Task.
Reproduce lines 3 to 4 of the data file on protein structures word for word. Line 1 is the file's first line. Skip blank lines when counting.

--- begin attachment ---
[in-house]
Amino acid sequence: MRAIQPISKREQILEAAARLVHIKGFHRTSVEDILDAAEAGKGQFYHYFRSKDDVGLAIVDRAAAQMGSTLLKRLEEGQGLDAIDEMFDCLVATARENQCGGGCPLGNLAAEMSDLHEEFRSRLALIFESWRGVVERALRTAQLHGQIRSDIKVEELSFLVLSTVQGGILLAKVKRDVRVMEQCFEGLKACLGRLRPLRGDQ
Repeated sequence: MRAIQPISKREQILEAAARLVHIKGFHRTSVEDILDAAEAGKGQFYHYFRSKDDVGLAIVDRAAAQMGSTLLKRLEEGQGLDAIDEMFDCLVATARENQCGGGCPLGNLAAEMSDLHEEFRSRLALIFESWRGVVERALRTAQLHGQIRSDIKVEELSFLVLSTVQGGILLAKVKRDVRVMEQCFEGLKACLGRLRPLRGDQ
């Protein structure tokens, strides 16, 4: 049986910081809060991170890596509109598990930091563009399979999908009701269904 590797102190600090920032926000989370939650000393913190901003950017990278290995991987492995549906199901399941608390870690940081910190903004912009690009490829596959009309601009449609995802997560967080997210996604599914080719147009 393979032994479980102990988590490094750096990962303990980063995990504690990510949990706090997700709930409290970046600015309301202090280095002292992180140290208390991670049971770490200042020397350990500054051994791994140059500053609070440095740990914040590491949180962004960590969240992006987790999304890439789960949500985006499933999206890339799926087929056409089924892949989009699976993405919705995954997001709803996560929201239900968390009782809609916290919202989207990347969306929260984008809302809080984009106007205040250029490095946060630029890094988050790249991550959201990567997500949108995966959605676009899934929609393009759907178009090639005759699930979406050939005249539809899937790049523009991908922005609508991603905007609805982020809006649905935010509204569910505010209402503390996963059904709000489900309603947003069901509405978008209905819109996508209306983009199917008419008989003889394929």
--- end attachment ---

Repeated sequence: MRAIQPISKREQILEAAARLVHIKGFHRTSVEDILDAAEAGKGQFYHYFRSKDDVGLAIVDRAAAQMGSTLLKRLEEGQGLDAIDEMFDCLVATARENQCGGGCPLGNLAAEMSDLHEEFRSRLALIFESWRGVVERALRTAQLHGQIRSDIKVEELSFLVLSTVQGGILLAKVKRDVRVMEQCFEGLKACLGRLRPLRGDQ
């Protein structure tokens, strides 16, 4: 049986910081809060991170890596509109598990930091563009399979999908009701269904 590797102190600090920032926000989370939650000393913190901003950017990278290995991987492995549906199901399941608390870690940081910190903004912009690009490829596959009309601009449609995802997560967080997210996604599914080719147009 393979032994479980102990988590490094750096990962303990980063995990504690990510949990706090997700709930409290970046600015309301202090280095002292992180140290208390991670049971770490200042020397350990500054051994791994140059500053609070440095740990914040590491949180962004960590969240992006987790999304890439789960949500985006499933999206890339799926087929056409089924892949989009699976993405919705995954997001709803996560929201239900968390009782809609916290919202989207990347969306929260984008809302809080984009106007205040250029490095946060630029890094988050790249991550959201990567997500949108995966959605676009899934929609393009759907178009090639005759699930979406050939005249539809899937790049523009991908922005609508991603905007609805982020809006649905935010509204569910505010209402503390996963059904709000489900309603947003069901509405978008209905819109996508209306983009199917008419008989003889394929």